Understanding Why Gut Health is Important

Medically reviewed by

Dr. Kevin Aister DO

Jul 13, 2021

It goes without saying that your gut is important. After all, if you couldn’t digest your food, you wouldn’t live very long. Unfortunately, it’s very easy to neglect good gut health. Unless you’re suffering from digestive issues, you probably don’t even think about your gut very often. Yet, gut health is of paramount importance to all kinds of systems in your body. Research has revealed that gut health can impact everything from your mood to your immune response in the past few years. The cells of the GI (gastrointestinal) tract itself, the gut microbiome, are heavily implicated in all these processes.

Gut health and nutrition

Good gut health is vital for proper nutrition. If your gut is not working correctly, you cannot absorb the nutrients you need from your food. The lining of your gut needs to be at the optimal thickness for absorbing nutrients. This means that the cells making up that lining need to be dividing and multiplying at the correct rate. These cells need to have sufficient fuel to function correctly; otherwise, the intestines’ lining does not absorb nutrients as effectively as it should. The lining of the gut and the gut microbiome also produce vitamins, which your body can absorb. Nutrients produced in the gut to include vitamin K and many B vitamins.

Gut health and digestion

The gut microbiome is also involved in breaking down the indigestible elements of your food. These include certain kinds of dietary fiber. Without the correct microflora, your body cannot break down certain fiber types, so you cannot digest it. The amount of nutrition, including calories that you can extract from your food depends on the species of bacteria living in your GI tract.

Gut health and infections

A healthy gut is essential for protecting you against infections. If your gut is not healthy, you become more vulnerable to infections of the GI tract. Healthy gut microbiome can defend itself against pathogens. It stimulates your intestinal cells to produce substances that kill invading bacteria. Healthy gut microbiome changes your GI tract’s pH and makes it too acidic for certain types of infectious bacteria. In addition, a healthy gut microbiome consumes unavailable nutrients. In addition to preventing infections in the gut itself, a healthy microbiome also promotes better immune function throughout the rest of the body. When your gut is healthy, the number of white blood cells available to fend off pathogens is increased.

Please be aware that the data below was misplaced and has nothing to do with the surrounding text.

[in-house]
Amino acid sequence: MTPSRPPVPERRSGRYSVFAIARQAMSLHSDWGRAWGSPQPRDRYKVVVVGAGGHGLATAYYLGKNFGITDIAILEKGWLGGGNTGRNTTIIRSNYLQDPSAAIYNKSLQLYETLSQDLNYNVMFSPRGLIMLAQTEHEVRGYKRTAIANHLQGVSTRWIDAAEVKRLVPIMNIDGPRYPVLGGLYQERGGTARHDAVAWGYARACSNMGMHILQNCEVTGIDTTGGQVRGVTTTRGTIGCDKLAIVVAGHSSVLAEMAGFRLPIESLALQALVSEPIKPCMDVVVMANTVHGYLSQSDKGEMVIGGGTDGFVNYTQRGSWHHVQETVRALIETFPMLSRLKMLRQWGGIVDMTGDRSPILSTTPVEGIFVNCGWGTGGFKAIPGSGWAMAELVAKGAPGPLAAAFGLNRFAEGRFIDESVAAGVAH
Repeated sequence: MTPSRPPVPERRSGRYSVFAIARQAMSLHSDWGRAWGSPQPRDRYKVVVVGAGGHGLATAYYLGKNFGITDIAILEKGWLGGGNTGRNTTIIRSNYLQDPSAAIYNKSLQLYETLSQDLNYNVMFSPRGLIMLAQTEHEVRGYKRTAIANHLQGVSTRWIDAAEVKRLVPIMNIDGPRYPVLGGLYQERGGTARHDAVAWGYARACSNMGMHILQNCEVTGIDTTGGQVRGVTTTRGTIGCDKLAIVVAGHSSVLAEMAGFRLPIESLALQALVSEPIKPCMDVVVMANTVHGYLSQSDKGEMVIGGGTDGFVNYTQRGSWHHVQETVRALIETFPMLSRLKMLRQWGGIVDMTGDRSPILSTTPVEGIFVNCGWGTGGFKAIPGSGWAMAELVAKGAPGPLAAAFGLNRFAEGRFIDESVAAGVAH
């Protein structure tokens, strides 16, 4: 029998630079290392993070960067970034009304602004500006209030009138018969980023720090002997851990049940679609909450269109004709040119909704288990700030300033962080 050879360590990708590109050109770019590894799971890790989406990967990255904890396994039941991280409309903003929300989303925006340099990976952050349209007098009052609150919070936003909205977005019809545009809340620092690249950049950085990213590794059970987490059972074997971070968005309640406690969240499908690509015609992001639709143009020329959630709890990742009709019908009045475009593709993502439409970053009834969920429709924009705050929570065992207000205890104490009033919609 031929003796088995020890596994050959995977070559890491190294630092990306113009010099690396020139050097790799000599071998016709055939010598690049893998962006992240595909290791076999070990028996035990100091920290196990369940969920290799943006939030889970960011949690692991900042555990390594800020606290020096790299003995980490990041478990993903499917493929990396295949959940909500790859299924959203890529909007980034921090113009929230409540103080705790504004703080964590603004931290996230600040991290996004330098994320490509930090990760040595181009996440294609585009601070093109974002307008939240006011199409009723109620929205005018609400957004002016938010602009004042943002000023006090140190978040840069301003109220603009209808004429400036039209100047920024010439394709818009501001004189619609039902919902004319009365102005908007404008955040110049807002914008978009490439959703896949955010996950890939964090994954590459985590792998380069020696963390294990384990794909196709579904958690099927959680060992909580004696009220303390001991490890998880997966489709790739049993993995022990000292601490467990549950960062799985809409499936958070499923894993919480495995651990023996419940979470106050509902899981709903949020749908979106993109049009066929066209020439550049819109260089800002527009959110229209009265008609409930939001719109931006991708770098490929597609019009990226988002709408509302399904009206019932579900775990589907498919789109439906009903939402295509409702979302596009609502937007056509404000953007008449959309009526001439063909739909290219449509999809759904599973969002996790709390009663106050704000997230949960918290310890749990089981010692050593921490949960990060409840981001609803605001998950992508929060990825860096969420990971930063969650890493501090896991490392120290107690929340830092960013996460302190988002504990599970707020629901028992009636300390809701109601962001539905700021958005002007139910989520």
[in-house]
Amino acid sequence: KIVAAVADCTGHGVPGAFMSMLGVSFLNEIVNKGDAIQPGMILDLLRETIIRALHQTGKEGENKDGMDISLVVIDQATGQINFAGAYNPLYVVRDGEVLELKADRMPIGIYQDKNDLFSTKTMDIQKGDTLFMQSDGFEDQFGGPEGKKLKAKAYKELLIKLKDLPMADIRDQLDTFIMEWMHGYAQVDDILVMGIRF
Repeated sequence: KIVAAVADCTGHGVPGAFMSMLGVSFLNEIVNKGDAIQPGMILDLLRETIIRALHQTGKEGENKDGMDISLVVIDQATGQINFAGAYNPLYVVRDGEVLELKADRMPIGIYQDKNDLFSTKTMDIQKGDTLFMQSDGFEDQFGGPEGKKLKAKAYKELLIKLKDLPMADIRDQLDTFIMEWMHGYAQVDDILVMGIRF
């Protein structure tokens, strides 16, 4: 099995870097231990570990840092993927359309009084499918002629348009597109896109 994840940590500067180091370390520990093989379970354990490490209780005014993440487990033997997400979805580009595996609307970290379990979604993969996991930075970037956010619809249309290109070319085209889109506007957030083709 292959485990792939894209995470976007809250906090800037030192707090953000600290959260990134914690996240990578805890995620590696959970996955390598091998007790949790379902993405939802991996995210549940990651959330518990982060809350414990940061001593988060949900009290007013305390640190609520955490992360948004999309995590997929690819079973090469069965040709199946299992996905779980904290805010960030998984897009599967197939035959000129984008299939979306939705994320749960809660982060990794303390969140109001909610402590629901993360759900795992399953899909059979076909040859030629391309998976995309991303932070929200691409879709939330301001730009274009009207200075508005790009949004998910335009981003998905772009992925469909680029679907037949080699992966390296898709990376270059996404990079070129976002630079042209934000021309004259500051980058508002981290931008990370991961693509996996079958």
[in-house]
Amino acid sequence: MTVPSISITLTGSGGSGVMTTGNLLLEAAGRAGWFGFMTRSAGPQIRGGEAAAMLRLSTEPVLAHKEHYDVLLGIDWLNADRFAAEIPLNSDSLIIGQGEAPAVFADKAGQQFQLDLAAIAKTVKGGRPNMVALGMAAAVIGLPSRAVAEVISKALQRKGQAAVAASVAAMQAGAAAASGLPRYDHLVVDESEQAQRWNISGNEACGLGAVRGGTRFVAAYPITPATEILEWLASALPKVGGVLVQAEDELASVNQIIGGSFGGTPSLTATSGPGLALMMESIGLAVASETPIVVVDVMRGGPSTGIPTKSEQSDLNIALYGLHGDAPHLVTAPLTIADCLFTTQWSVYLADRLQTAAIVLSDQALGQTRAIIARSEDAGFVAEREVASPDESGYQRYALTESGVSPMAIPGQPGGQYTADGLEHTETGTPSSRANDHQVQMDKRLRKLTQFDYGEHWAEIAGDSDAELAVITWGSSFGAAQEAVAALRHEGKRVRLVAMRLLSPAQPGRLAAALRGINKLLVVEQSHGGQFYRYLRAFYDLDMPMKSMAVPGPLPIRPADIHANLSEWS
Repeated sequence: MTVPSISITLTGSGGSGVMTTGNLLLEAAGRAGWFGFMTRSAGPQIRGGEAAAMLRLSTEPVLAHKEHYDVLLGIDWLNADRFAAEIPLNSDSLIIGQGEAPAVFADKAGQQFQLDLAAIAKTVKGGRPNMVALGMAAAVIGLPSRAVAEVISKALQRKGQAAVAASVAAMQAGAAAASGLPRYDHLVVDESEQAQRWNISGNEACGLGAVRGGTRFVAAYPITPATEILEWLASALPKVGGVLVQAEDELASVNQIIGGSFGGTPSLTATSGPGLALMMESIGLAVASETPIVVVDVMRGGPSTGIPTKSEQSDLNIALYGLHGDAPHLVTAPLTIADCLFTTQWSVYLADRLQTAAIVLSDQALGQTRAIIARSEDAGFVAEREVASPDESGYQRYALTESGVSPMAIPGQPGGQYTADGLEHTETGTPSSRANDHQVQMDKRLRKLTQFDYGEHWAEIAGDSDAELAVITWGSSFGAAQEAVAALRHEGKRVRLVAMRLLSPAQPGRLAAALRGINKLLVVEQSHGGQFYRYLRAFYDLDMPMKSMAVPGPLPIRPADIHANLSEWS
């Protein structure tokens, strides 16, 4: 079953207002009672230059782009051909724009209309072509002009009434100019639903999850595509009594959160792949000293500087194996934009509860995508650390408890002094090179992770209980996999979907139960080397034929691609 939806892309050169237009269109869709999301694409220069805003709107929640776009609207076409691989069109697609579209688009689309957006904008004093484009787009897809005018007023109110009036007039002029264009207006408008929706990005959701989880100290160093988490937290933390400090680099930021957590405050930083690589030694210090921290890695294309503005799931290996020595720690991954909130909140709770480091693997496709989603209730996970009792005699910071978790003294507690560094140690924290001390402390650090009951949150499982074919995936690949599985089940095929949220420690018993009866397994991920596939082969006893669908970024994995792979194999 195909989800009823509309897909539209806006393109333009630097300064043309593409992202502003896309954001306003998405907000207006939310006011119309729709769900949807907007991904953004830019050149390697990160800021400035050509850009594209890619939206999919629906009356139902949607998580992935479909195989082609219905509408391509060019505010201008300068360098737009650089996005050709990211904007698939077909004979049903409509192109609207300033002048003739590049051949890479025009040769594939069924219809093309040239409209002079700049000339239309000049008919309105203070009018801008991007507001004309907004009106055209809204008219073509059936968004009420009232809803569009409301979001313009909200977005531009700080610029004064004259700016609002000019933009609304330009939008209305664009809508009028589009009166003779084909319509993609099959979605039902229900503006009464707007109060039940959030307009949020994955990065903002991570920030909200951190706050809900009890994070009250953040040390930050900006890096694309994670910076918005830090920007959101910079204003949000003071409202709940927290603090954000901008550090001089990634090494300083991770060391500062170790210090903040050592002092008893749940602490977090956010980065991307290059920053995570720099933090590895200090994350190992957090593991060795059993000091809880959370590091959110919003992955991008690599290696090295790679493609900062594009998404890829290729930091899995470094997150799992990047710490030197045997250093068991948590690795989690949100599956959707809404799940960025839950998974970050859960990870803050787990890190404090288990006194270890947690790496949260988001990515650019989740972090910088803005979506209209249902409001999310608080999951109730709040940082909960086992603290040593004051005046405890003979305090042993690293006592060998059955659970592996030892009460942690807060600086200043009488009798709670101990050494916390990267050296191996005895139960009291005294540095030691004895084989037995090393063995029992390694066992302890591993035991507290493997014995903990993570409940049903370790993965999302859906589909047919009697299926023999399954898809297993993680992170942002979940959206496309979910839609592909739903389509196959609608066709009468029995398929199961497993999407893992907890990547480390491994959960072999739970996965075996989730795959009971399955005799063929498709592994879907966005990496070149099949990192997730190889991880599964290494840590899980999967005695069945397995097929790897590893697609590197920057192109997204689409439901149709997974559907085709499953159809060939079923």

Gut health and mental health

Research shows that the health of the microbiome is closely tied to your mental health. While the exact mechanisms aren’t fully understood, it’s known that the gut is responsible for producing neurotransmitters such as serotonin. There are close links between poor gut health and anxiety, as well as poor gut health and depression. For those struggling with mental health issues, working to restore gut health may help.

How to improve gut health

You can support the health of your GI tract by improving your diet and overall lifestyle. If you want to improve gut health, the first place to start is with what you put into your digestive system. Aim for a balanced diet high in prebiotic fiber and low in processed food with refined carbohydrates. Foods good for gut health include high-fiber foods like onions, artichokes, and pulses. The worst foods for gut health are processed foods with white flour and added sugar. A gut health diet could also include foods with probiotics for gut health, such as live yogurt and kefir. You might also try probiotic gut health supplements to improve your microbiome.

If you’re suffering from GI problems or other ailments that don’t resolve by themselves, seek medical advice from a qualified professional. It would help if you also talked to a healthcare professional before making significant lifestyle changes or starting supplements, including probiotics. While these bacteria cultures can be beneficial, they are not safe for everyone. Speak to your doctor first.

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